90-Day Dermal Toxicity – EPA-OPPTS 870-3250: 1998
Test with the Certificate of Good Laboratory Practices (GLPs)
The subchronic dermal toxicity test allows the determination of the dose level without observable effect (NOAEL) and the toxic effects associated with continuous or repeated exposure to a test substance over a period of 90 days. The extrapolation of the test results to humans is only valid to a limited extent, but it can provide useful information about the degree of percutaneous absorption, the target organs and the possibilities of accumulation. In addition, it is useful to select the dose level for chronic studies and to establish safety criteria for human exposure.
The test can be performed in rats, rabbits or guinea pigs. At least groups of three dose levels, one control, and solvent control should be used if necessary, with 20 animals each (10 of each sex). The animals should be treated with the test substance at least 6 hours a day and for a period of at least 90 days. The highest dose should produce toxic effects, while the lowest dose should not show adverse effects. Additionally, a satellite or additional group of 20 animals with treatment and 20 control animals can be included to study the reversibility or persistence, and the delayed appearance of the toxic effects during a post-treatment period of not less than 28 days. This guideline also contemplates the possibility of carrying out a limit test with a concentration of 1.000 mg/Kg of body weight.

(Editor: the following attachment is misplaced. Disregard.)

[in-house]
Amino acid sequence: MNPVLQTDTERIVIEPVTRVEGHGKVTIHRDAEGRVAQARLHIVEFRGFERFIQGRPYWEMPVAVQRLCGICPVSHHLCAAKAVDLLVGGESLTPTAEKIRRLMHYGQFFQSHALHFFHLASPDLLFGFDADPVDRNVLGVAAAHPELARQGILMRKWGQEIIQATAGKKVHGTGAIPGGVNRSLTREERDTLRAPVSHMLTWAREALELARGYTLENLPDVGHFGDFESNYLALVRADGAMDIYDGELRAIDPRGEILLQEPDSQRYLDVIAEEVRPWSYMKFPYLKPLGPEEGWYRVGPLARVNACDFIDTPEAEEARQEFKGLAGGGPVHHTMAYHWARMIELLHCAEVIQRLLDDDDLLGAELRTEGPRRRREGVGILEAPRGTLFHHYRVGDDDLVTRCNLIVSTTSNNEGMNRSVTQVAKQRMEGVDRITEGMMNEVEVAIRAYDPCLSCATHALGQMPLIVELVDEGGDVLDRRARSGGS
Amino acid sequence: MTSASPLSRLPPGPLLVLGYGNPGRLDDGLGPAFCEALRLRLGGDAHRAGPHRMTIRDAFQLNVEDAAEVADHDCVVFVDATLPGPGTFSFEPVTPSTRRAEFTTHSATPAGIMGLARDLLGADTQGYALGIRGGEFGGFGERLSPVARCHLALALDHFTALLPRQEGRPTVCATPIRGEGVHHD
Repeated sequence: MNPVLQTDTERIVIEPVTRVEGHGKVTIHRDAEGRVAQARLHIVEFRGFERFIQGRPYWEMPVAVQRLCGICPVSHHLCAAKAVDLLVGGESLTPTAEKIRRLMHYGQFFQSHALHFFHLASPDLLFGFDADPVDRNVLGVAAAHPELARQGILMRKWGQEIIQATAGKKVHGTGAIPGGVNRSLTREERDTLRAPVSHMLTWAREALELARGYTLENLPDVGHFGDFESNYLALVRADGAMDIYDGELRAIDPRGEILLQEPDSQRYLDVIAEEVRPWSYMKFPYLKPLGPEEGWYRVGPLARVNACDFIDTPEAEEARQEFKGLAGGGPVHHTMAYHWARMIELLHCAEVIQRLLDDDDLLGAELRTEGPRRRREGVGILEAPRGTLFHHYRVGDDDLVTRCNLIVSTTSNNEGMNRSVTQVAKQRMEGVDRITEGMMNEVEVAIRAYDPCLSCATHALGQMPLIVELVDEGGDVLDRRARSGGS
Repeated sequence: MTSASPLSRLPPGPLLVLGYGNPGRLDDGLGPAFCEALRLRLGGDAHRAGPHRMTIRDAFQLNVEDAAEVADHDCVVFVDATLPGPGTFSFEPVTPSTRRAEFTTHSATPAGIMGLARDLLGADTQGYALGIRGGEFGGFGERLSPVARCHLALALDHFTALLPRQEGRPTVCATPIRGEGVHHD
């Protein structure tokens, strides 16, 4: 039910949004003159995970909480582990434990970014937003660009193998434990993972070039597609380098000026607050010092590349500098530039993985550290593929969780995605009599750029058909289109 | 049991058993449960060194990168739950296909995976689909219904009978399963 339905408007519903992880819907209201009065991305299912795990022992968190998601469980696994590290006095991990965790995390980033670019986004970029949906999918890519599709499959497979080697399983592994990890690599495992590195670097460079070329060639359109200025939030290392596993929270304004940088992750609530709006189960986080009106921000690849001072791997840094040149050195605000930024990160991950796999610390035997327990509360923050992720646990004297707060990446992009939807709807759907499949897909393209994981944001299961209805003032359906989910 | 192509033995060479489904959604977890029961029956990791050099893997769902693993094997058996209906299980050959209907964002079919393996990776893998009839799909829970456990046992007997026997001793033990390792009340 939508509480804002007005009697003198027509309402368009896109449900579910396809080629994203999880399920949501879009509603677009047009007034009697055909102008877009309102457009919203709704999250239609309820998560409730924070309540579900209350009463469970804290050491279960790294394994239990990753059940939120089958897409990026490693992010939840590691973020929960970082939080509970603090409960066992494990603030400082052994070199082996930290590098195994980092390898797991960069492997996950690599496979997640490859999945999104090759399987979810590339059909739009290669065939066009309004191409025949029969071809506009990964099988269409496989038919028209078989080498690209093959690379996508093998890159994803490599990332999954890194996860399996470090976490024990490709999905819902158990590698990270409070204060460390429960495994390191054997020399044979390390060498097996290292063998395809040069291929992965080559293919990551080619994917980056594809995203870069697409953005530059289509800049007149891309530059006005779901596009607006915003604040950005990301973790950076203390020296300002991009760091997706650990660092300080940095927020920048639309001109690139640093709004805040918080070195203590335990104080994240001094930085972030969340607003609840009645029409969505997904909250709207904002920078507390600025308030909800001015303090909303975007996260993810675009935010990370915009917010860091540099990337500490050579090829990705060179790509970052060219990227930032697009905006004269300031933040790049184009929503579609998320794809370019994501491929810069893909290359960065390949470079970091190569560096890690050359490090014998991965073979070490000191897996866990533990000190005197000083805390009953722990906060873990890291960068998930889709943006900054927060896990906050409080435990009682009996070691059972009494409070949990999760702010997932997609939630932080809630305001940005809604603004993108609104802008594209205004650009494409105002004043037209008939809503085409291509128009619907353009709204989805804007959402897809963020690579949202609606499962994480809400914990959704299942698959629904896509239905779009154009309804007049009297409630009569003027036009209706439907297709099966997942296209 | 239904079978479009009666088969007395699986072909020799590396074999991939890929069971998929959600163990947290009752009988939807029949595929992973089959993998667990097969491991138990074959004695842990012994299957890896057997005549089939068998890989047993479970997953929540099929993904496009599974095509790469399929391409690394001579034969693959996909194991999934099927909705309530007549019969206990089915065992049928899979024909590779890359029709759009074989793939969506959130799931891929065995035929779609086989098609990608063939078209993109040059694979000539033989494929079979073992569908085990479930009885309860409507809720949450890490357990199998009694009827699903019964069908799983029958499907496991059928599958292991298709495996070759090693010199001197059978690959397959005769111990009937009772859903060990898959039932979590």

Animals should be evaluated daily to assess mortality and morbidity. A detailed clinical analysis should be done weekly. At the end of the study, reactivity to stimuli and motor activity should be evaluated. An ophthalmological, hematological, and clinical chemistry analysis should also be performed. In addition, all animals, including control and high-dose animals, must undergo a necropsy and complete histopathology.